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NYC apartment vacancies hit 10-year high

By SCOTT REEVES in New York | China Daily Global | Updated: 2020-08-27 11:44

A rent-regulated apartment building in the West Village neighborhood on July 29, 2020 in New York. [Photo/Agencies]

The number of vacant apartments in New York City — especially in Manhattan — is at the highest level in a decade as many people have fled the city amid the coronavirus pandemic.

In July, Manhattan rental inventory increased 65 percent compared with the same period a year ago, and citywide vacancies increased 52 percent, real estate brokers said.

That means many vacating renters aren't being replaced by new tenants. Continued high vacancies may create an obstacle to reviving the city's economy because retail sales and tax revenue are likely to continue to fall.

More vacancies mean lower rents for those seeking apartments, but there are fewer apartment-hunters than usual. That has forced landlords to scramble.

"We're stuck with inventory," Merih Morgan, owner and broker at City Zen Realty in Manhattan, told China Daily.

"Landlords are hurting. Everything is being renegotiated – even the broker's fee. This is a big-time buyers' market. Renters can easily get 20 percent off."

About additional 67,300 apartments were available in July, the largest number in one month said StreetEasy since it began tracking available rentals in 2010. The number topped June's 52,700 vacancies.

There appears to be no immediate relief in sight. Many people are working from home, eliminating the need to be close to the office and undercutting demand for apartments, especially in Manhattan and Brooklyn.

The unemployment rate in New York City rose to 20.4 percent in June from 18.3 percent in May, the US Bureau of Labor Statistics reported.

The Partnership for New York City said about 33 percent of the city's small businesses may never reopen. So far, the sector has lost about 520,000 jobs.

"High unemployment leads to higher vacancy rates as the New Yorkers who can no longer afford to live in the city, or who moved to the city for work, increasingly move away," Nancy Wu, an economist for StreetEasy, said in a report.

"Higher vacancy rates translate into lower demand for the rental inventory piling onto the market as leases expire throughout the summer. As demand continues to decrease while supply increases — and there are many reasons to believe these trends will continue — rents are likely to fall more than they did during the Great Recession (of 2008-2009.)"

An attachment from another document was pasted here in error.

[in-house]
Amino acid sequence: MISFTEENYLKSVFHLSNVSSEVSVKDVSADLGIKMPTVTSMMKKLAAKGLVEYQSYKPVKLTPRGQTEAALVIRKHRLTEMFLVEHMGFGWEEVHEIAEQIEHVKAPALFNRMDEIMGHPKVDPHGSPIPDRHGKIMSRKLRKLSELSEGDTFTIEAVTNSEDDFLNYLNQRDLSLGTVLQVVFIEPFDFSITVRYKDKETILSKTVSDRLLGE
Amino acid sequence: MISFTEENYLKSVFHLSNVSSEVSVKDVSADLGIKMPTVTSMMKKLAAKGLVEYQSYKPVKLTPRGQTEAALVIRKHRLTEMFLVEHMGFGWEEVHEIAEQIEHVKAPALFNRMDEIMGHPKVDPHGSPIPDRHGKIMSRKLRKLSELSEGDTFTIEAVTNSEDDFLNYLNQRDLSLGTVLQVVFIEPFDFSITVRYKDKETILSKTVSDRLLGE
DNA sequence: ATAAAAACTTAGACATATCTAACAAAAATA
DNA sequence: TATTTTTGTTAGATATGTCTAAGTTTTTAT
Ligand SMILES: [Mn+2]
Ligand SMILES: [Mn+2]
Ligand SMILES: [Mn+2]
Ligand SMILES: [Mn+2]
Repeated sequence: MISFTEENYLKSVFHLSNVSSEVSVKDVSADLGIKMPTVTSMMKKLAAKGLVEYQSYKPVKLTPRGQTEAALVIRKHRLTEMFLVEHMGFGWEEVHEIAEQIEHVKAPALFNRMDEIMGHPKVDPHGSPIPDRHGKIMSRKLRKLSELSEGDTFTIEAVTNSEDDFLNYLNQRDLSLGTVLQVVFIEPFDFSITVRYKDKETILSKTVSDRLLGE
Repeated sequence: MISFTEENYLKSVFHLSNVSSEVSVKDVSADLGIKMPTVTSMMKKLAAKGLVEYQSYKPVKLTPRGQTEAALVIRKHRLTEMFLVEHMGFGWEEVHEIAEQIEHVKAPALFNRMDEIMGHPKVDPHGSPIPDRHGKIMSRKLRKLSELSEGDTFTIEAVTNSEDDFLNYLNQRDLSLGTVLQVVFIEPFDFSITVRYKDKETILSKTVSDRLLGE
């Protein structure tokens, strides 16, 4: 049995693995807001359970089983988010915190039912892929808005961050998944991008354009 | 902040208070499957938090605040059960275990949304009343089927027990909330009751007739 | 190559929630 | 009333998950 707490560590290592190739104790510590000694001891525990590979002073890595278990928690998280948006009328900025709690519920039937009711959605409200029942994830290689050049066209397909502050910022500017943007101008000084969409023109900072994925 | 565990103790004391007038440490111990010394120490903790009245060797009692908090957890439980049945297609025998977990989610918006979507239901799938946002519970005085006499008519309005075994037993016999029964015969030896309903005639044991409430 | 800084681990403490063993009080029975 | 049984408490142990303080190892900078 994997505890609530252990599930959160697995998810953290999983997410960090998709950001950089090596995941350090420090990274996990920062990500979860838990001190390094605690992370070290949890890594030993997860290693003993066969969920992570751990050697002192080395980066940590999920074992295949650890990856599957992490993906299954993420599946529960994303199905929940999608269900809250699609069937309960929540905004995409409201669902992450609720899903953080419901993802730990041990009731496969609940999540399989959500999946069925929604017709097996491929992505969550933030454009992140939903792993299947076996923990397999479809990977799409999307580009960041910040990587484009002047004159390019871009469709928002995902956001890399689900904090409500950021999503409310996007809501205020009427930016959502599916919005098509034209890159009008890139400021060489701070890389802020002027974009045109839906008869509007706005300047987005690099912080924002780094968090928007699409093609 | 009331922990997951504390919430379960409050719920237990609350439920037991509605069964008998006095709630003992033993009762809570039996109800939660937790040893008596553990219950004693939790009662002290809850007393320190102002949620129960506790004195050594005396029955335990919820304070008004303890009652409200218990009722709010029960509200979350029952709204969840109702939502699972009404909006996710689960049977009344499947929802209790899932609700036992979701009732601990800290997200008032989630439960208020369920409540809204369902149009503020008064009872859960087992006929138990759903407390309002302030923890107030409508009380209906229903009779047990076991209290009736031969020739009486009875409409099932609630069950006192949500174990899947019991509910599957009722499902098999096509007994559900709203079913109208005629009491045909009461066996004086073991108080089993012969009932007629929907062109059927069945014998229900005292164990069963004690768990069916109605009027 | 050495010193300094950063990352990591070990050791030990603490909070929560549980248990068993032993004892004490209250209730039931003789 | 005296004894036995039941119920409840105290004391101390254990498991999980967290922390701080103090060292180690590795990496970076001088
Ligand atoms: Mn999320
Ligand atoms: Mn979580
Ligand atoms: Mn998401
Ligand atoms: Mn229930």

There was some good news: Amazon announced plans earlier this week to create 2,000 jobs in Manhattan for employees who will work out of the former Lord & Taylor department store building on Fifth Avenue in midtown Manhattan.

High-income residents, especially those with children, are fleeing the city for the Hamptons on Long Island, Westchester County, the Hudson Valley, Connecticut or New Jersey. That activity punches a hole in the luxury rental market, especially apartments renting for $10,000 or more a month, brokers said.

But the pandemic has hit all sectors of the rental market throughout the city.

The city attracts thousands of students to a range of colleges and universities, including Columbia, City University of New York, New York University and Cornell University's Weill Medical School.

But many schools will offer online classes this fall to limit the spread of the coronavirus, eroding demand for apartments.

"Fewer students will return to the city in September," Wu said.

Brenton Raymond, a licensed broker with Oxford Property Group, a division of Pegasus Equities in Manhattan, said he's confident the rental market will recover.

"People want to get out of Dodge," he told China Daily. "But I think they'll come back because of the intellectual capital in New York."

He said many renters paying $10,000 a month or more have left Manhattan, but a good chunk of those in the $5,000 to $6,000 bracket remain and have become more discerning and demanding.

Some look for apartments in Brooklyn because the median age is generally lower than Manhattan, and housing isn't as dense.

"There's a new-found appreciation for outdoor space – a patio or a balcony," Raymond said. "Some trade a Manhattan high-rise for Park Slope in Brooklyn."

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